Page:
Australia’s soggy summer is extending into autumn with significant rainfall driven by La Nina expected across NSW and Queensland in coming days.
It has already been a wet week for large parts of NSW, while there were emergency rescues in Queensland on Wednesday after record deluges overnight.
River heights in the town of Sapphire rose rapidly to above major flood levels on Wednesday, prompting a warning for residents to get to higher ground early on Wednesday morning.
Up to 215 millimetres fell into the Retreat Creek catchment, rapidly pushing the creek – which skirts the southern end of the Queensland Central Highlands town – to a major flood level.
Central Highlands Regional Council disaster co-ordinator Glenn Bell said the SES had rescued a “number of people”. One person was rescued from the top of their car by another local about five kilometres out of town.
“The SES has been out and had to assist people from the roof of their houses,” Mr Bell said.
“We’ve had a number of people stranded in floodwaters who have also had to be rescued.”
Further north, a rain gauge just outside Rockhampton registered a record 550 millimetres of rain in 24 hours to Wednesday morning.
By the afternoon, the intense rainfall across Queensland had eased and river heights were dropping, but the Bureau of Meteorology (BOM) warned more thunderstorms were possible inland.
Farmers and graziers who missed out on predicted rain from this year’s La Niña event were thrilled after receiving widespread rainfall overnight.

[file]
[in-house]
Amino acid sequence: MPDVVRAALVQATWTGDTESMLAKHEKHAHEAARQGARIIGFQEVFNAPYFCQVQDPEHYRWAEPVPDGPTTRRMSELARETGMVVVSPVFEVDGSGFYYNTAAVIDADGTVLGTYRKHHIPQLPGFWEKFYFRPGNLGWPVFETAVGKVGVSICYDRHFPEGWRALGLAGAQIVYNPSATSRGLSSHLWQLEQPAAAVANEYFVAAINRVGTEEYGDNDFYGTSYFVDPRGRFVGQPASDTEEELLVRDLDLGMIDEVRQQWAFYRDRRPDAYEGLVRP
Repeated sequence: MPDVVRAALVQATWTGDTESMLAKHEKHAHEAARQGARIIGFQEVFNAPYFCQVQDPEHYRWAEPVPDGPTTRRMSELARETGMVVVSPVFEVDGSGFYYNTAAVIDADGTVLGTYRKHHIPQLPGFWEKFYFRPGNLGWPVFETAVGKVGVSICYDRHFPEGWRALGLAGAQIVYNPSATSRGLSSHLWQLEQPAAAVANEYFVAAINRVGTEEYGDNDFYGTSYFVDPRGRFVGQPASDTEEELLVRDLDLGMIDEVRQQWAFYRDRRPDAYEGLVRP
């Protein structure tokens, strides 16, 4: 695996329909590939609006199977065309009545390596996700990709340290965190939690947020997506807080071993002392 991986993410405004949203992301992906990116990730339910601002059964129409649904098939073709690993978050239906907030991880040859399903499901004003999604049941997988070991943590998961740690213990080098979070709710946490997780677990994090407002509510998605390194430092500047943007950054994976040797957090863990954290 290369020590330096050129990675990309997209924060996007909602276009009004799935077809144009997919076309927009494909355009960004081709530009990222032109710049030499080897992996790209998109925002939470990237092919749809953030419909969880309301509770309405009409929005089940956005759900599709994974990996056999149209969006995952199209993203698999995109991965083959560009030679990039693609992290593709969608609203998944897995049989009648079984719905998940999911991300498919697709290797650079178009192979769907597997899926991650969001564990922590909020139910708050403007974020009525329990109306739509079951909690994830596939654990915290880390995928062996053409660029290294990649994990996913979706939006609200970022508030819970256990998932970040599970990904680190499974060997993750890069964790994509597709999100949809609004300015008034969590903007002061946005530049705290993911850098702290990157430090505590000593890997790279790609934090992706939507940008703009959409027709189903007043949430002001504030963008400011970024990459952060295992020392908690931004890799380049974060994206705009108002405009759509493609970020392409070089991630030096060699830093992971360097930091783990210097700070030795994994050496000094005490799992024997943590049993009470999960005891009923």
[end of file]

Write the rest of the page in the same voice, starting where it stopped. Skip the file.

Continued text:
Data from the BOM shows in the 24 hours to 9:00am Wednesday, Roma received 105 millimetres, while Forest Vale near Mitchell recorded 111mm.
Areas further south, including Dalby, recorded totals of about 24 millimetres.
Grazier Noel Chiconi said he had received 76mm of rain over the past two days at his property, Taylors Plains, about 100 kilometres north of Mungallala.
“We’re up to 250mm for March so far which puts us in front of our previous highest March total for the last 18 years,” Mr Chiconi said.
“It looks like a good season is coming up for us.”
The bureau also predicts more rain is on the way for other parts of Australia’s east.
“Rain, and bucketloads of it, is on the way for NSW,” forecaster Weatherzone said on Wednesday.
“The main question now is how much?”
The weather bureau said rainfall that had hovered over north-western NSW would shift east on Wednesday and Thursday, showering the coast, Central Tableland and New England regions.
Meteorologist Helen Reid said the mid-north coast would be particularly affected in the next 48 hours.
“We do need to be mindful of the sodden river catchments in that part of the world,” she said.
Flood watches are current for the Orara, Bellinger and Nambucca rivers, and a severe weather warning has been issued for possible heavy rainfall for the entire mid-north coast district.
Thunderstorms are also possible in the NSW north-west as the week rolls on, but they will be milder than in recent days.
Sydney will also be wet, with rainfall increasing ahead of a damp weekend, Ms Reid said.
“Catchments further south, including the Hunter and down to Sydney and the Illawarra, we’re likely to be having flood watches issued for them as the system evolves,” she said.
However, the ACT would escape the worst, copping only a few showers, she said.
Driving the weather is the La Nina oscillation, which generally causes increased rainfall across much of country, cooler days in the south and warmer nights in the north.
“We still have the effects of a lot of moisture feeding into the system and that’s just helping us have a wet autumn following on after a wet summer,” Ms Reid said.